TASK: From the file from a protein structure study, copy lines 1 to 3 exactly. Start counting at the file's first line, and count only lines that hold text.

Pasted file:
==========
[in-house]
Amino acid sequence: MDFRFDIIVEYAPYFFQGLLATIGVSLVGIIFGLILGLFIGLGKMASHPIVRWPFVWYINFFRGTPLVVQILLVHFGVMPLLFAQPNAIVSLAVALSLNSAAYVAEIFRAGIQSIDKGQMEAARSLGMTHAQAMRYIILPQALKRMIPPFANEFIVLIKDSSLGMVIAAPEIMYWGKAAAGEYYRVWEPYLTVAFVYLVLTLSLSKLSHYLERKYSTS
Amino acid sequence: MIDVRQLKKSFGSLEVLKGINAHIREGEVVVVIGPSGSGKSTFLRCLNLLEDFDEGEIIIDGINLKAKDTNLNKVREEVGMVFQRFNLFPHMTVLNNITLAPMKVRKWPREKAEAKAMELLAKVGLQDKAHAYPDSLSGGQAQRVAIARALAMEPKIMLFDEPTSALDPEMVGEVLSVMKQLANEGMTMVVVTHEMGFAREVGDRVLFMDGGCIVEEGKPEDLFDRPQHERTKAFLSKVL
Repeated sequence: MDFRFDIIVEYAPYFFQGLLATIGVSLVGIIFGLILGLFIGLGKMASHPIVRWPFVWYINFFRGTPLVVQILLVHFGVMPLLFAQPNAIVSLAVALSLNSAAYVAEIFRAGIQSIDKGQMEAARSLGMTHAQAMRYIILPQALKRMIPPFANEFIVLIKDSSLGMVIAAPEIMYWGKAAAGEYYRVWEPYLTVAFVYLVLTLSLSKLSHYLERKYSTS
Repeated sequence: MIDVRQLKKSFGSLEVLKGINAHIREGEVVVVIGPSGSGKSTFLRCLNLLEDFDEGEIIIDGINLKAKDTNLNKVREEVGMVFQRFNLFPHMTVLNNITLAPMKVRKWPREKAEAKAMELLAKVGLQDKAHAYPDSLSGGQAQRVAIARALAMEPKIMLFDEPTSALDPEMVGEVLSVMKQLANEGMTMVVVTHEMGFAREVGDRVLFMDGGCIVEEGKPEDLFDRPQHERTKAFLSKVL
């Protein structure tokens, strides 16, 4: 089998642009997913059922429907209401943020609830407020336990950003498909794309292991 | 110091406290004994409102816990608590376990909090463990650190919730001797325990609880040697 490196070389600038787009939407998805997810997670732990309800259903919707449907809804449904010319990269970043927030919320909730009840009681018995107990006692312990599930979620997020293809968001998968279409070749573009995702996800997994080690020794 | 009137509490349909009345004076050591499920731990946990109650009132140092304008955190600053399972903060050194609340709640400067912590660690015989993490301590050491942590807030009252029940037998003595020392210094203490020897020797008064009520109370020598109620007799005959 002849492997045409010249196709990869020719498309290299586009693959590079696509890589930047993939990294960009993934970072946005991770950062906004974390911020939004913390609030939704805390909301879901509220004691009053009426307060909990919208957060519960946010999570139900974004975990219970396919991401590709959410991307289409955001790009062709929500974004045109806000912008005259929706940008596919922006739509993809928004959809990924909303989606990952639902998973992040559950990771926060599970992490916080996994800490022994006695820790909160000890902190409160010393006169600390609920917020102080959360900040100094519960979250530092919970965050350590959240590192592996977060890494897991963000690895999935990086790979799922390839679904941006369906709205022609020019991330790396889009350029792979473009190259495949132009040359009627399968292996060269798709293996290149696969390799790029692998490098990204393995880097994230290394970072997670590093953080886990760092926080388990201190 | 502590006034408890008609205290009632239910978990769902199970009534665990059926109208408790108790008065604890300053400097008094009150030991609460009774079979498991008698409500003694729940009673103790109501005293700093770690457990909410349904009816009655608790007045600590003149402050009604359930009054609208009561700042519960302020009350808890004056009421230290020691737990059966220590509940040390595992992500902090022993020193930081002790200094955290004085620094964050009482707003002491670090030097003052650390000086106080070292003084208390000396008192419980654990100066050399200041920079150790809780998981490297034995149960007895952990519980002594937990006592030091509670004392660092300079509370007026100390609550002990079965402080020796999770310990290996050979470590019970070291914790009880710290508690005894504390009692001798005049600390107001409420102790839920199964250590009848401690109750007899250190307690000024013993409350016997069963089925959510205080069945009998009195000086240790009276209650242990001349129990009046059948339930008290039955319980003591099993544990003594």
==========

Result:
[in-house]
Amino acid sequence: MDFRFDIIVEYAPYFFQGLLATIGVSLVGIIFGLILGLFIGLGKMASHPIVRWPFVWYINFFRGTPLVVQILLVHFGVMPLLFAQPNAIVSLAVALSLNSAAYVAEIFRAGIQSIDKGQMEAARSLGMTHAQAMRYIILPQALKRMIPPFANEFIVLIKDSSLGMVIAAPEIMYWGKAAAGEYYRVWEPYLTVAFVYLVLTLSLSKLSHYLERKYSTS
Amino acid sequence: MIDVRQLKKSFGSLEVLKGINAHIREGEVVVVIGPSGSGKSTFLRCLNLLEDFDEGEIIIDGINLKAKDTNLNKVREEVGMVFQRFNLFPHMTVLNNITLAPMKVRKWPREKAEAKAMELLAKVGLQDKAHAYPDSLSGGQAQRVAIARALAMEPKIMLFDEPTSALDPEMVGEVLSVMKQLANEGMTMVVVTHEMGFAREVGDRVLFMDGGCIVEEGKPEDLFDRPQHERTKAFLSKVL